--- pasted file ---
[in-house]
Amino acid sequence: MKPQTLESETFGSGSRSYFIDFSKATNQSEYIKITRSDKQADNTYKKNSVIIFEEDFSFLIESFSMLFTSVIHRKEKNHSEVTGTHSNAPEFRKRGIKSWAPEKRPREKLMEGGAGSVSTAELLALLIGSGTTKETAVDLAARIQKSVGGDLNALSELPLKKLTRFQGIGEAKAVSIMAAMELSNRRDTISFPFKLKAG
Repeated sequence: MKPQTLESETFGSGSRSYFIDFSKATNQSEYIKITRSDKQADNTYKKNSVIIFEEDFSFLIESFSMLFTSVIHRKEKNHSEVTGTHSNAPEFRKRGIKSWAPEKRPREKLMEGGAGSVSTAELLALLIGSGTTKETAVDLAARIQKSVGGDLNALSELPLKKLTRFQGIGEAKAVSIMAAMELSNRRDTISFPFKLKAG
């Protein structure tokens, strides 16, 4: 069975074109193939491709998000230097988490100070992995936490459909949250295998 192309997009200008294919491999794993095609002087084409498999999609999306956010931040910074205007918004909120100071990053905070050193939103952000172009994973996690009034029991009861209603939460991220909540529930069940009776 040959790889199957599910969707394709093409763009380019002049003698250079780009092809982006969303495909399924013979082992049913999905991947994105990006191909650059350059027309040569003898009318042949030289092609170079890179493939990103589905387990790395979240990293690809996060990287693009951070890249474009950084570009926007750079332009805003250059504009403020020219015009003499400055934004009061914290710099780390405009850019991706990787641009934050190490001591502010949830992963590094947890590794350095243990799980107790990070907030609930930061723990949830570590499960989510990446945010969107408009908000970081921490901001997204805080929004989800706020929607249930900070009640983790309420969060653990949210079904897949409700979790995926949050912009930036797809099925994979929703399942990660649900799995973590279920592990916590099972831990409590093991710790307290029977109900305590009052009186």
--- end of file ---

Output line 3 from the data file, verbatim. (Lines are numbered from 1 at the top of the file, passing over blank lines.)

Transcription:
Repeated sequence: MKPQTLESETFGSGSRSYFIDFSKATNQSEYIKITRSDKQADNTYKKNSVIIFEEDFSFLIESFSMLFTSVIHRKEKNHSEVTGTHSNAPEFRKRGIKSWAPEKRPREKLMEGGAGSVSTAELLALLIGSGTTKETAVDLAARIQKSVGGDLNALSELPLKKLTRFQGIGEAKAVSIMAAMELSNRRDTISFPFKLKAG